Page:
As drought persists, a call to conserve water to protect fish

The B.C. government is urging Vancouver Islanders to conserve water to reduce the risk of harm to fish and fish habitat in Island streams and rivers.

Drought conditions are affecting many streams and rivers across the southern half of the province, resulting in very low water flows, particularly on Vancouver Island and the south Okanagan.

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On Thursday, the Ministry of Forests, Lands, Natural Resource Operations and Rural Development classified conditions on eastern Vancouver Island as drought Level 3, which means “very dry” conditions that could lead to serious ecosystem or socio-economic impacts.

B.C. uses a four-level classification system to rank the severity and appropriate level of response to drought. Drought Level 3 calls for voluntary conservation and water-use reductions for all surface water and groundwater users.

“Really the primary concern is just the risk of impact to fish and fish habitat,” said George Roman, manager of the River Forecast Centre and Flood Safety, Water Management Branch.

The key streams of concern are the Koksilah River, the Chemainus River, Millstone River, French Creek River, Tsolum River, Black Creek River and Fulford Creek on Salt Spring Island.

“The last three weeks have been bone dry,” said Roman.

“In Victoria, we haven’t seen any rain since Aug. 30 and even that was a really light shower. It’s not unusual to have dry weather in August and September, but it was well below average, especially the last three weeks. That’s why we’re urging and putting out conservation messaging.”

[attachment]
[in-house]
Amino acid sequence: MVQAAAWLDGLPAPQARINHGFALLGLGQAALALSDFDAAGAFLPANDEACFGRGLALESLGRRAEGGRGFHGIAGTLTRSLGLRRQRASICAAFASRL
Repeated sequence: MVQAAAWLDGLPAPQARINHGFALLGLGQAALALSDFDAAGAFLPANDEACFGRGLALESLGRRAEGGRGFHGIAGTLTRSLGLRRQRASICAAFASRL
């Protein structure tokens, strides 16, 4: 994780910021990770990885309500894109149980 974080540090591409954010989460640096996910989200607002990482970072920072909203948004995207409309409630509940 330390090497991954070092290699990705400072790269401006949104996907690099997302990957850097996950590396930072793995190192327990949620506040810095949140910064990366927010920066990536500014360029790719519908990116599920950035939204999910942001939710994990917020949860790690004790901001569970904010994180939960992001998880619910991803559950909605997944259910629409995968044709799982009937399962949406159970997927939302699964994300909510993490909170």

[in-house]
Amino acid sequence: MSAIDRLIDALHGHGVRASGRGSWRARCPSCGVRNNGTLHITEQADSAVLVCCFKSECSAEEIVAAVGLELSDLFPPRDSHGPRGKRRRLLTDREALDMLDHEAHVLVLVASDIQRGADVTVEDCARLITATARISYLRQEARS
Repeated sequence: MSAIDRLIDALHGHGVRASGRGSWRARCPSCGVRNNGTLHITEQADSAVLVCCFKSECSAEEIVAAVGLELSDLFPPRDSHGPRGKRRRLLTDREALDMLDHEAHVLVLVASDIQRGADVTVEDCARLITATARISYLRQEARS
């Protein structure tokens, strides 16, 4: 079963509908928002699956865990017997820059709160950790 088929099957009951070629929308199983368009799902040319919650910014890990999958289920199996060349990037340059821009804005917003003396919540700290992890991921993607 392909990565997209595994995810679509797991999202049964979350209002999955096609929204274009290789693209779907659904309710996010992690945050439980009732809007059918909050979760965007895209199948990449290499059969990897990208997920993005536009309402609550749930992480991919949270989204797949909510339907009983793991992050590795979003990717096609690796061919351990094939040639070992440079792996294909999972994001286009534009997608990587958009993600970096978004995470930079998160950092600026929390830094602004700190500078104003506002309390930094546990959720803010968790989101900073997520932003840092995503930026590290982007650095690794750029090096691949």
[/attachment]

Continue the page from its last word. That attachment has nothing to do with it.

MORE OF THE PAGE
Along with the risk to fish habitat is the impact on the culture and values of First Nations around those fish populations, he said.

“And every bit of conservation helps, whether it’s farmers, or household use, especially outdoor water use which doesn’t go back to the river and industrial water use. So the more water conserved, the more will be left in the rivers and streams for the fish, other ecosystems as well as other users downstream.”

The dry conditions are not a significant concern for Greater Victoria because there is a lot of storage in the Sooke Lake Reservoir, he said. On Friday, the reservoir was 72.4 per cent full.

The ministry’s west coast staff in Nanaimo has sent notification to licensees on all rivers, encouraging maximum conservation.

Roman said there have been some really great conservation stories in the province. North of Merritt, where the Cold­water River watershed is at the “extremely dry” drought Level 4, farmers have committed to a voluntary shutdown of all their irrigation this week.

“They’re really stepping up and doing what’s right for fish health,” said Roman.

“I also know there’s been a lot of work in the Koksilah River watershed near Duncan. Farmers, who have licences for irrigation, are watering their crops on a rotating basis, four days on, four days off.”

Sometimes there’s a myth of abundance in B.C., said Roman.

“We do have dry summers and we do have risk of drought and it is possible that one day the Island will face a really severe drought that affects household use also. We’ve never come close to running out of water in Victoria, but it’s not impossible.”

Roman pointed to the severe and widespread droughts in Oregon and Washington and their wildfires, which have brought smoky skies to the south coast of B.C.

In Oregon, 3.1 million people are experiencing drought conditions, with more than 59 per cent of the state in severe, extreme or exceptional drought.

“That could have been us if the weather pattern had shifted north by 600 kilometres, which has happened in some years,” Roman said

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